“I caught a snake!” my mom yelled as she quickly left the pole with my husband and darted to the other end of the pier. Of course, all of us ran over to see what she had actually caught.
My husband held it up for a picture. “It’s an eel. Come back over here.” But Mom would not budge. “Come on, Yaya. Come get a picture with your catch. It’s an eel, not a snake.” Mom backed up further. An eel was not her idea of a fun catch. Even after she knew the eel was back in the water, she was hesitant to cast anymore. Catching something you aren’t fishing for can leave quite a mark.
Over the next few days, we used live bait and lures to try to catch fish. The lures designed to catch trout and redfish actually caught trout and redfish. The live bait, which often attracts small, trash fish did exactly that, leading to the eel catch and several bait stealing pinfish. We caught what we were fishing for based on the bait we used.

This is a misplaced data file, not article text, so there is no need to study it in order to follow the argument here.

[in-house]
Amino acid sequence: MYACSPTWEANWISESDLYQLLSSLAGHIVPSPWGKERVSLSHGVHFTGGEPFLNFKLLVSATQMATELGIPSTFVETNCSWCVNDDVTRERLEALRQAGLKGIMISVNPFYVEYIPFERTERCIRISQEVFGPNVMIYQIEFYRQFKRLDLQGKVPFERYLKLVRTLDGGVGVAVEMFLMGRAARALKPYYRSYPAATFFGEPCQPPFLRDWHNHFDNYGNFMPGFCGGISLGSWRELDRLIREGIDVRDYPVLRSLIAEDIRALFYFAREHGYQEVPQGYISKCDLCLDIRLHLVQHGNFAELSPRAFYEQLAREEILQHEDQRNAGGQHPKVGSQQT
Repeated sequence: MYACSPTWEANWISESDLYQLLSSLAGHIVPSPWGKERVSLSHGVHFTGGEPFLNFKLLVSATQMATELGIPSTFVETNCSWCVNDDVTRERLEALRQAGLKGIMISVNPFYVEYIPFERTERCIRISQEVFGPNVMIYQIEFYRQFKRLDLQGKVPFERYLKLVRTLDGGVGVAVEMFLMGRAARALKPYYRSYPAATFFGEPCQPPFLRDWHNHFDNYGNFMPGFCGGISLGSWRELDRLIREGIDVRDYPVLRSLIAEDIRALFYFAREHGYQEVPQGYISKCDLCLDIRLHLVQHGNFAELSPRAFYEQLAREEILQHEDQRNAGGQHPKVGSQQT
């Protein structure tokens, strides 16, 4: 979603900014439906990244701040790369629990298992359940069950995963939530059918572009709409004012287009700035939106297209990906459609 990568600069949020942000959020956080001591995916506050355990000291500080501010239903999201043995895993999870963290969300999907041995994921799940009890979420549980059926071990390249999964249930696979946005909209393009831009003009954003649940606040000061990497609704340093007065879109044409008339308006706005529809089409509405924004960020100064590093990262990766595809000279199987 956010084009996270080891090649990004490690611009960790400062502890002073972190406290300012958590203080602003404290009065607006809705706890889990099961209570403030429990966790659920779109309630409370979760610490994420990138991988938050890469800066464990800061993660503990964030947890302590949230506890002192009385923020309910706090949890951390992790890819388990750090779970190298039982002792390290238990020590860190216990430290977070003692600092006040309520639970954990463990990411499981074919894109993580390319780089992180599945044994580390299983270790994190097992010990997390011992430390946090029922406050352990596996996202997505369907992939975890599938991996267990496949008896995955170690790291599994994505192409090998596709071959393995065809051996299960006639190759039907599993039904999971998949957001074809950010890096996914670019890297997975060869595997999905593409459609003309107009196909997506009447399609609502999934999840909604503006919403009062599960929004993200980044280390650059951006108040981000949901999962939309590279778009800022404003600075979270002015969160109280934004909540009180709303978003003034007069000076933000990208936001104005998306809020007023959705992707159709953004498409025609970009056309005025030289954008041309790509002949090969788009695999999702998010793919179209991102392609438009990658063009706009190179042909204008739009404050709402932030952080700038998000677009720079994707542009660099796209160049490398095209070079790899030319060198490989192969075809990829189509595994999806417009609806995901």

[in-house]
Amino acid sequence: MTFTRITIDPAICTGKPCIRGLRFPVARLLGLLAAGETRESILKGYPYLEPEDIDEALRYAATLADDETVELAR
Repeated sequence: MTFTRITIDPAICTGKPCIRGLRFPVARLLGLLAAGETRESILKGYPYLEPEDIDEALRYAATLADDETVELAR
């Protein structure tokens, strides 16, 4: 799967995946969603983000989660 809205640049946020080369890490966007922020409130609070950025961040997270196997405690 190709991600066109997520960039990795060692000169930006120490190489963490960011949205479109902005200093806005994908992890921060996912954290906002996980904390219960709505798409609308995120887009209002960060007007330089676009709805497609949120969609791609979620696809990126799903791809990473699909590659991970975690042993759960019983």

In life it’s the same way-we catch what we are fishing for. When we are young and dating, how we dress, act, and who we surround ourselves with dictates the kind of guy or girl we end of spending time with. This can also be true of friendships. Shallow-diving plugs versus deep-diving plugs make a huge difference in the type of people we end up attracting.
The same goes for our careers. If we use a bait that is pretty and attractive, but doesn’t have any follow through, after a while, the other fish will see right through us and no one will buy into the fake lines we are throwing. But if we use authentic bait, the kind that shows the true fishermen we are, then we will prosper and grow in our career in the right way, not in a fake way that is all about the show.
As we mature in life, ideally our choice in bait changes, too. Hopefully we learn that casting a line of lies doesn’t bring in true friends or that pitching our negative comments won’t build strong friendships. I hope we learn that fishing with authentic bait and real-life honesty will bring in the best types of fish- the ones who can become trusted companions and lifelong friends.
So, check your bait this week. Are you catching what you’re fishing for?